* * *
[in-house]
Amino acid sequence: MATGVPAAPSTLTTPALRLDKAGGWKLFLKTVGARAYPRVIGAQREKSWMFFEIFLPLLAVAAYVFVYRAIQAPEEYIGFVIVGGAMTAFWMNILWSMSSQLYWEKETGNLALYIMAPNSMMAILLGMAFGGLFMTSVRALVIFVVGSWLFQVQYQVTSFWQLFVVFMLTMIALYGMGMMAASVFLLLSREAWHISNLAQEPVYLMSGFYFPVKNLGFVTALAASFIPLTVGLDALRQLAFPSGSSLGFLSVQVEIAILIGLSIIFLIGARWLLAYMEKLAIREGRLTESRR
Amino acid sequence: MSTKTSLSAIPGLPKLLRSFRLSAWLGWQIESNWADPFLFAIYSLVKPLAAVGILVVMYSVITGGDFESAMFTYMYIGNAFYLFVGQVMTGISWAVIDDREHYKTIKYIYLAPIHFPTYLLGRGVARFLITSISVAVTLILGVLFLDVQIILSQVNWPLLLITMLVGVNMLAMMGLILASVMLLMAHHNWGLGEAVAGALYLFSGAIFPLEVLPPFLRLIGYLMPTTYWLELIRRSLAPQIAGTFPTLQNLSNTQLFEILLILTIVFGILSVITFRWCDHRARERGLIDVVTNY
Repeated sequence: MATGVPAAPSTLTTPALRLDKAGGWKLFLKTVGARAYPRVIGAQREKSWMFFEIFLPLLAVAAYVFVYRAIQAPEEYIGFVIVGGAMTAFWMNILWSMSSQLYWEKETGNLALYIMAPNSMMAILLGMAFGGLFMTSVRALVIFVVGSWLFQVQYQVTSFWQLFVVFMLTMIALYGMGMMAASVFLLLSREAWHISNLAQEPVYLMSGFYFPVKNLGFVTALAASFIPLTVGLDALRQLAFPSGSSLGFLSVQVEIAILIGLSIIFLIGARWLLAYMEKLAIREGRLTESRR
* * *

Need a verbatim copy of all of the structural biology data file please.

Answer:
[in-house]
Amino acid sequence: MATGVPAAPSTLTTPALRLDKAGGWKLFLKTVGARAYPRVIGAQREKSWMFFEIFLPLLAVAAYVFVYRAIQAPEEYIGFVIVGGAMTAFWMNILWSMSSQLYWEKETGNLALYIMAPNSMMAILLGMAFGGLFMTSVRALVIFVVGSWLFQVQYQVTSFWQLFVVFMLTMIALYGMGMMAASVFLLLSREAWHISNLAQEPVYLMSGFYFPVKNLGFVTALAASFIPLTVGLDALRQLAFPSGSSLGFLSVQVEIAILIGLSIIFLIGARWLLAYMEKLAIREGRLTESRR
Amino acid sequence: MSTKTSLSAIPGLPKLLRSFRLSAWLGWQIESNWADPFLFAIYSLVKPLAAVGILVVMYSVITGGDFESAMFTYMYIGNAFYLFVGQVMTGISWAVIDDREHYKTIKYIYLAPIHFPTYLLGRGVARFLITSISVAVTLILGVLFLDVQIILSQVNWPLLLITMLVGVNMLAMMGLILASVMLLMAHHNWGLGEAVAGALYLFSGAIFPLEVLPPFLRLIGYLMPTTYWLELIRRSLAPQIAGTFPTLQNLSNTQLFEILLILTIVFGILSVITFRWCDHRARERGLIDVVTNY
Repeated sequence: MATGVPAAPSTLTTPALRLDKAGGWKLFLKTVGARAYPRVIGAQREKSWMFFEIFLPLLAVAAYVFVYRAIQAPEEYIGFVIVGGAMTAFWMNILWSMSSQLYWEKETGNLALYIMAPNSMMAILLGMAFGGLFMTSVRALVIFVVGSWLFQVQYQVTSFWQLFVVFMLTMIALYGMGMMAASVFLLLSREAWHISNLAQEPVYLMSGFYFPVKNLGFVTALAASFIPLTVGLDALRQLAFPSGSSLGFLSVQVEIAILIGLSIIFLIGARWLLAYMEKLAIREGRLTESRR